3 Expectations Keeping You Disappointed

In the world of cognitive-behavioral therapy, there is a  list of thoughts that will rob you of joy and happiness. I’ll highlight three of the most insidious thoughts that can sabotage your life. These are called irrational beliefs and were brought to attention by renowned Psychologist Albert Ellis. 

As you read through these examples, you may think, “People are smarter than this, nobody really thinks this stuff literally.” Research in the field of cognitive-behavioral therapy begs to differ. People fall into these daily irrational patterns all the time. Don’t feel bad, all of us instinctively work from our own frame of reference. These faulty beliefs continue because they promote our individual survival. In modern society, we have sayings that help promote these irrational thoughts. These colloquialisms can bring us comfort, and also plant beliefs that are not meant to be absolutes. Here are some examples: 

What goes around comes around.

Cheaters never win and winners never cheat. 

What does not kill you, makes you stronger.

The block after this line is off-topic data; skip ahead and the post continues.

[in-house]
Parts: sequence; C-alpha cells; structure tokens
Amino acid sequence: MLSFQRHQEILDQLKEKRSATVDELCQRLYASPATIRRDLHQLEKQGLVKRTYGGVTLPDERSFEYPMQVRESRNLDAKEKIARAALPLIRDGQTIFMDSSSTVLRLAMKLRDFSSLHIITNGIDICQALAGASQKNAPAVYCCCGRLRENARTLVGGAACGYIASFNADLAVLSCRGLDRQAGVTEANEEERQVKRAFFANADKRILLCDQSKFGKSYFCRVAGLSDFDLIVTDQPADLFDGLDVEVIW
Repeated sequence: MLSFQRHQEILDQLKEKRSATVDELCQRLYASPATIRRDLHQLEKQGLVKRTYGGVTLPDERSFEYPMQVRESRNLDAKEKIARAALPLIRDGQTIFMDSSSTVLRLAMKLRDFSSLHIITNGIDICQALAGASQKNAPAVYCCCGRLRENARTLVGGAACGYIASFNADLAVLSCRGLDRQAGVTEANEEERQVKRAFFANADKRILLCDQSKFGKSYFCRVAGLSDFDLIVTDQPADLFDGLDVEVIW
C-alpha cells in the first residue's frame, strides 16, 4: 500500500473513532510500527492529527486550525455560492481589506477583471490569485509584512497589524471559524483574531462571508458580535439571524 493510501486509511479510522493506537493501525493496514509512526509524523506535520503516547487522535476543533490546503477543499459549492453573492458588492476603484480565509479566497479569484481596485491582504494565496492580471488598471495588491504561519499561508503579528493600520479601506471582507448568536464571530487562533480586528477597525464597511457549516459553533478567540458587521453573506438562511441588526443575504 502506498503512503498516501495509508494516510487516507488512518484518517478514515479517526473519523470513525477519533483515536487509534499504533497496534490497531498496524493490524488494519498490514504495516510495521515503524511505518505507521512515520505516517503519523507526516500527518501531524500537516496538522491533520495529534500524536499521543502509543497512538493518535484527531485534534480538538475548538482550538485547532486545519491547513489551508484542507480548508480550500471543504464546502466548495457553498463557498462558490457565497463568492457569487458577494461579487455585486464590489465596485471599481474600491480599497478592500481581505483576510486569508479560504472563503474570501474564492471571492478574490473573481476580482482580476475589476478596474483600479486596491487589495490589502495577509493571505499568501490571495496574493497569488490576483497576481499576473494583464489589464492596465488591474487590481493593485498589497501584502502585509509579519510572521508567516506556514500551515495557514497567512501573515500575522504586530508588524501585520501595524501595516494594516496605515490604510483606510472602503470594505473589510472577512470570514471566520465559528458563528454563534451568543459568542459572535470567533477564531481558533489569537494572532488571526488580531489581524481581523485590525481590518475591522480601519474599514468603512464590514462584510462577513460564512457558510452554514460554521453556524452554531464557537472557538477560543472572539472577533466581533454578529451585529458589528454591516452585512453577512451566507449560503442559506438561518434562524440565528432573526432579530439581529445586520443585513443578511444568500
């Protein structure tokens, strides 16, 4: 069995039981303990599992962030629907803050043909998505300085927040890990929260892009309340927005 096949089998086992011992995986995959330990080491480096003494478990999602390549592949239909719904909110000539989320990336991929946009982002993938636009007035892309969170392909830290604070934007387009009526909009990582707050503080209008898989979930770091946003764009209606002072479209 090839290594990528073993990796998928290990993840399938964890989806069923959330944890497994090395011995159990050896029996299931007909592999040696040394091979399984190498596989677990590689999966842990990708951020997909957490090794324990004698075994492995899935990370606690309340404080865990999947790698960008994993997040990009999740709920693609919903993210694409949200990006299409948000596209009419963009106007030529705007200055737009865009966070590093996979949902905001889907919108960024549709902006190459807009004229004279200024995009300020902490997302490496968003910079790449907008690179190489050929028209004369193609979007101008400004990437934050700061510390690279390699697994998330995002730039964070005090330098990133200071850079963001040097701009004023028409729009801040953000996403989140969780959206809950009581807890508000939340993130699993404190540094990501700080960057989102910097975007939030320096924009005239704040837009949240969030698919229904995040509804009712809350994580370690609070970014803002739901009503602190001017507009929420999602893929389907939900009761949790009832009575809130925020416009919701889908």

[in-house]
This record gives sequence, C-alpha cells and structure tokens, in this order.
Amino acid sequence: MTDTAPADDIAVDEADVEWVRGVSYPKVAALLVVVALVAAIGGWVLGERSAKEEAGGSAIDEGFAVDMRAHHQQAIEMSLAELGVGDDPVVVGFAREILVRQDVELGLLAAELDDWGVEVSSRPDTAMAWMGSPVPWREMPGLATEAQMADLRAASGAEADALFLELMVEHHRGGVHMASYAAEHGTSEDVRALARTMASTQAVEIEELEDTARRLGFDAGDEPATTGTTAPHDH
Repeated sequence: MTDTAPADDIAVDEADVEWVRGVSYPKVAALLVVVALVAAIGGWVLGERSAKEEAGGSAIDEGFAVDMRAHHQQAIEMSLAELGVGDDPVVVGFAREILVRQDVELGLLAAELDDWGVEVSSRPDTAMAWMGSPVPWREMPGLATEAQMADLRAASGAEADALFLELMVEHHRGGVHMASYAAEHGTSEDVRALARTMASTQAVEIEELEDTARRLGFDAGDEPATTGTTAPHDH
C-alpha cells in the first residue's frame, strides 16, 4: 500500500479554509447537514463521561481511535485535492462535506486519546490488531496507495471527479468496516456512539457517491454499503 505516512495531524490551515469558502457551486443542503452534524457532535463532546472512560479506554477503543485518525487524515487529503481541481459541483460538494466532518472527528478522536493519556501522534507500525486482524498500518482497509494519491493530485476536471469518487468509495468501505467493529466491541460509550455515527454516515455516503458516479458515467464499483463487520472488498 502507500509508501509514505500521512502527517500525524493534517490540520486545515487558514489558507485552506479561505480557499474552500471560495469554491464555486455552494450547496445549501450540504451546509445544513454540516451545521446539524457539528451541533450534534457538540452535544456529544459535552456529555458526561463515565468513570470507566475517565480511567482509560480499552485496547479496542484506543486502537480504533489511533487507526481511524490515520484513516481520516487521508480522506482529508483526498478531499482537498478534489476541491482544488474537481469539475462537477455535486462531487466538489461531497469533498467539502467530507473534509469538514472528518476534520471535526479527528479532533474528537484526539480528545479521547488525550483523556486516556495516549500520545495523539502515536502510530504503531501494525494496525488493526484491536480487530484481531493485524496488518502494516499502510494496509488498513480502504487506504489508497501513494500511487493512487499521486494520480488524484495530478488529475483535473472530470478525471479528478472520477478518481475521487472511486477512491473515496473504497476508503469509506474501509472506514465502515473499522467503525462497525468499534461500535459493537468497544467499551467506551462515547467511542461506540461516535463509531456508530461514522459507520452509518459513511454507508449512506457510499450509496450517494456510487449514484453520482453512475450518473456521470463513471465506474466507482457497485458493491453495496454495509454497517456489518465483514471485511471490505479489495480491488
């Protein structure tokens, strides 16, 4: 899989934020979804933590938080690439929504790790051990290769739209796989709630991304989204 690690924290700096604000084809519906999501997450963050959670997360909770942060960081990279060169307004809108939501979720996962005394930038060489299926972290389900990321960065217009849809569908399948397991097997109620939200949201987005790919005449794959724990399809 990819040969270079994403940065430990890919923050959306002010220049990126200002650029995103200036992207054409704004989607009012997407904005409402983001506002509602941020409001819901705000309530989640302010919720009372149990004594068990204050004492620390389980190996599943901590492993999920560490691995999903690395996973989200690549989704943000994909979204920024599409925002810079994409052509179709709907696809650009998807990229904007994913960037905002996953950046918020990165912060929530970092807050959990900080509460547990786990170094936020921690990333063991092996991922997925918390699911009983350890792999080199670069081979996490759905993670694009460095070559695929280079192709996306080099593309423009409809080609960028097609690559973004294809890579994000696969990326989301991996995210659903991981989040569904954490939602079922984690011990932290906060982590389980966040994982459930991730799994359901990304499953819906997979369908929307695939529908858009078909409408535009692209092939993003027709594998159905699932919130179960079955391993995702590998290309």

Albert Ellis was famous for asking his clients to stop saying three words, should, ought and must. These words plant the seeds of faulty expectations.  Ellis would ask us instead to use words such as could, may and prefer. It is ok to have the desired outcome but if we demand, we inadvertently cause our own disturbance. His ultimate belief was that it is not the things that happen to us that cause us problem but what we think about it is the root of the problem.

If you catch yourself thinking the irrational thoughts below, move quickly to get off the ropes and change to a more open outcome and save your happiness and contentment 

Irrational Thought: Behaviors or thoughts that deliver an undesired result (i.e frustration, anger sadness)  Rational Thought:
I must be approved of by people.I don’t need everyone’s approval, select people will approve and some will not.
Things ought to go the way I expect and people should behave as I expect. 
People will act as they wish, I don’t have to like it.    
I am a good person and therefore, life should give me what I want.There will be variable amounts of reward and failure regardless of how I behave. 

This is not an effort to get you to throw out all of your standards and expectations. It is to remind you to regulate them. A majority of people visit a therapist because of the pain of expectations held of themselves or others that are unfulfilled. The question is how many of these expectations are rational? If we train ourselves to be more rational then we ultimately guard our happiness. It gets easier with practice.

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